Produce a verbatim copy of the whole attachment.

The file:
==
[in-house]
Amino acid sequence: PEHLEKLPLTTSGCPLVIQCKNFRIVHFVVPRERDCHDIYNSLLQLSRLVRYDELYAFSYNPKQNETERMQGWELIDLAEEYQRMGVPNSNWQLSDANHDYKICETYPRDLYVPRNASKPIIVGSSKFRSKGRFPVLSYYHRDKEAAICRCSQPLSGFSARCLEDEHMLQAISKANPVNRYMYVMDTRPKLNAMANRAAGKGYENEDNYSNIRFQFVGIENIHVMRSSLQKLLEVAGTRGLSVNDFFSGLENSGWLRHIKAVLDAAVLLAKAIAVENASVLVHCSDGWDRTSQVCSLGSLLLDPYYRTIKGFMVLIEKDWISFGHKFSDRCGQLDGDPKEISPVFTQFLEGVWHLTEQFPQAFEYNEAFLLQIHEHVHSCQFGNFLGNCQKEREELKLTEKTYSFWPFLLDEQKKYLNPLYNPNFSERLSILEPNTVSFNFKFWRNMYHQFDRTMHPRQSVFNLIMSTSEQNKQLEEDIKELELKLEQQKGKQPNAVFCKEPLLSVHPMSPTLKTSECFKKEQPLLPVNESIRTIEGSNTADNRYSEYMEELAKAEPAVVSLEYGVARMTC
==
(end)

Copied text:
[in-house]
Amino acid sequence: PEHLEKLPLTTSGCPLVIQCKNFRIVHFVVPRERDCHDIYNSLLQLSRLVRYDELYAFSYNPKQNETERMQGWELIDLAEEYQRMGVPNSNWQLSDANHDYKICETYPRDLYVPRNASKPIIVGSSKFRSKGRFPVLSYYHRDKEAAICRCSQPLSGFSARCLEDEHMLQAISKANPVNRYMYVMDTRPKLNAMANRAAGKGYENEDNYSNIRFQFVGIENIHVMRSSLQKLLEVAGTRGLSVNDFFSGLENSGWLRHIKAVLDAAVLLAKAIAVENASVLVHCSDGWDRTSQVCSLGSLLLDPYYRTIKGFMVLIEKDWISFGHKFSDRCGQLDGDPKEISPVFTQFLEGVWHLTEQFPQAFEYNEAFLLQIHEHVHSCQFGNFLGNCQKEREELKLTEKTYSFWPFLLDEQKKYLNPLYNPNFSERLSILEPNTVSFNFKFWRNMYHQFDRTMHPRQSVFNLIMSTSEQNKQLEEDIKELELKLEQQKGKQPNAVFCKEPLLSVHPMSPTLKTSECFKKEQPLLPVNESIRTIEGSNTADNRYSEYMEELAKAEPAVVSLEYGVARMTC